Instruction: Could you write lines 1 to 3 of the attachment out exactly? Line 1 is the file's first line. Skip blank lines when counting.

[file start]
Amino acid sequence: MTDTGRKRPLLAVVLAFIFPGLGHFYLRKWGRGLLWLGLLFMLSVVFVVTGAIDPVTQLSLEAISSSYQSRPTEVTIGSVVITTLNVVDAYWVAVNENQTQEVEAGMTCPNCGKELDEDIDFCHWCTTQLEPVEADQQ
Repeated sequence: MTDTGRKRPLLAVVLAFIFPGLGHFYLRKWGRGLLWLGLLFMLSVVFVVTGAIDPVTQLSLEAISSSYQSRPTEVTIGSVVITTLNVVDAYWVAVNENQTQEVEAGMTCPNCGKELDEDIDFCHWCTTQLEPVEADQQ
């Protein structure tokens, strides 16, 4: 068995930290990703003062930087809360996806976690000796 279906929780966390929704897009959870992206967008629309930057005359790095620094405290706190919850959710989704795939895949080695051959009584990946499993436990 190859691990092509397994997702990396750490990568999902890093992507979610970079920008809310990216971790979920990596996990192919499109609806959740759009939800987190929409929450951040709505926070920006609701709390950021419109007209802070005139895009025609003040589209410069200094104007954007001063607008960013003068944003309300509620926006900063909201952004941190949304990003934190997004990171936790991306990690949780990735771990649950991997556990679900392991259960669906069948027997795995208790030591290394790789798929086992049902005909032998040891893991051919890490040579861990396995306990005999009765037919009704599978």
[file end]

Amino acid sequence: MTDTGRKRPLLAVVLAFIFPGLGHFYLRKWGRGLLWLGLLFMLSVVFVVTGAIDPVTQLSLEAISSSYQSRPTEVTIGSVVITTLNVVDAYWVAVNENQTQEVEAGMTCPNCGKELDEDIDFCHWCTTQLEPVEADQQ
Repeated sequence: MTDTGRKRPLLAVVLAFIFPGLGHFYLRKWGRGLLWLGLLFMLSVVFVVTGAIDPVTQLSLEAISSSYQSRPTEVTIGSVVITTLNVVDAYWVAVNENQTQEVEAGMTCPNCGKELDEDIDFCHWCTTQLEPVEADQQ
């Protein structure tokens, strides 16, 4: 068995930290990703003062930087809360996806976690000796 279906929780966390929704897009959870992206967008629309930057005359790095620094405290706190919850959710989704795939895949080695051959009584990946499993436990 190859691990092509397994997702990396750490990568999902890093992507979610970079920008809310990216971790979920990596996990192919499109609806959740759009939800987190929409929450951040709505926070920006609701709390950021419109007209802070005139895009025609003040589209410069200094104007954007001063607008960013003068944003309300509620926006900063909201952004941190949304990003934190997004990171936790991306990690949780990735771990649950991997556990679900392991259960669906069948027997795995208790030591290394790789798929086992049902005909032998040891893991051919890490040579861990396995306990005999009765037919009704599978």